Monday, December 10, 2012

Our Lady of Guadalupe & St. Lucy

Two more great feasts this week for the Second Week of Advent:


Image of Our Lady of Guadalupe at the Shrine in Mexico City


Our Lady of Guadalupe, December 12

On December 9, 1531, an Aztec Indian convert whose Christian name was Juan Diego and whose indigenous name was Singing Eagle set out before dawn to walk fifteen miles to Tlaltelolco, Mexico, to attend Mass. As he was passing the foot of Tepeyac Hill he saw a brilliant light and a glowing cloud encircled by a rainbow at the summit. Juan Diego then heard in his Indian language a woman’s voice asking him to ascend the hill. When he reached the top, the lady, dressed like an Aztec princess, told him that she was the “Holy Mary, the eternal Virgin, Mother of the true God,” saying to him, “I am your merciful Mother, thine, and all the dwellers of this earth.


  • I wear a bracelet everyday with two medals, one being Our Lady of Guadalupe, a gift from Mexico City by my dear friend Sue. On one side is the beautiful image of Guadalupe, on the other side, the words that Our Lady said lovingly to Juan Diego: ¿No estoy yo aqui, que soy tu Madre? In Spanish, the words have a rhythmic, poetic sound. But in English you can still hear the loving care of a Mother for her very own: "Am I not here, your very mother, standing before you?"



Saint Lucy, December 13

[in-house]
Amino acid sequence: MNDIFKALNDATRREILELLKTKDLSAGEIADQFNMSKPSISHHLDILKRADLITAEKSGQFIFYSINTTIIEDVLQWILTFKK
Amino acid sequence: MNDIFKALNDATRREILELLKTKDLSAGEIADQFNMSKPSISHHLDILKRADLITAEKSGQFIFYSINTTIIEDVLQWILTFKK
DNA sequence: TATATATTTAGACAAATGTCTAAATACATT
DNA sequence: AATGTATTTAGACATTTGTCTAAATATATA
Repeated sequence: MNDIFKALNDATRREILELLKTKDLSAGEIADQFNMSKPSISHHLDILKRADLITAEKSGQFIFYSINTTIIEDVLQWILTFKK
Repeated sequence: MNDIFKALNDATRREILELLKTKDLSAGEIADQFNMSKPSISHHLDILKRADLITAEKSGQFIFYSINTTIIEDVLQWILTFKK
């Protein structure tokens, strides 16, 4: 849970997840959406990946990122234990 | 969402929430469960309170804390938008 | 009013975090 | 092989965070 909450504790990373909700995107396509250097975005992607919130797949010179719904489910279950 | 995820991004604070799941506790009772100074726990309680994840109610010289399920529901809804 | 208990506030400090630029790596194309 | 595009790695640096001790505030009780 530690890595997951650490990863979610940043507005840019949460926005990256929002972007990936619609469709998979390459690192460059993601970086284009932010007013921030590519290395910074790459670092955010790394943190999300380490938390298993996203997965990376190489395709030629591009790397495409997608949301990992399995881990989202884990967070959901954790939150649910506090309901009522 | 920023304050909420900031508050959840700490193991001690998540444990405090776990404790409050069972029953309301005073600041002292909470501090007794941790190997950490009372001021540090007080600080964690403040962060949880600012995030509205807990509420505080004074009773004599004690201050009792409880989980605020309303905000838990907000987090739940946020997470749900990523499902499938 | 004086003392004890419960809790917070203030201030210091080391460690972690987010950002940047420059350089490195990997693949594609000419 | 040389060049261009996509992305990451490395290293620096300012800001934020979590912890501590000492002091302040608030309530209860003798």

A brave Sicilian maiden martyred during Diocletian persecution in the early fourth century, Lucy is one of the most widely and early venerated Christian martyrs. By the sixth century the whole Church recognized Lucy’s courage in defense of the faith. Lucy, whose name means "light,” is usually shown holding a dish with two eyes on it. This refers to a legend in which Lucy's eyes were put out by Diocletian as part of his torture, although the story concludes with God restoring Lucy's eyes. 

  • Because of the legend surrounding this early saint, since early Christian times St. Lucy has been venerated as the patron of blindness and eye diseases. I've written before about my Papi's issues with this eyes, and I have commended him to St. Lucy regularly. But I'm also struck by her feast taking place at this point in the season of Advent as a good time to ponder--to what aspects of my life have I turned a blind eye? what am I asking God to shed His light on this Advent? St. Lucy, pray for us!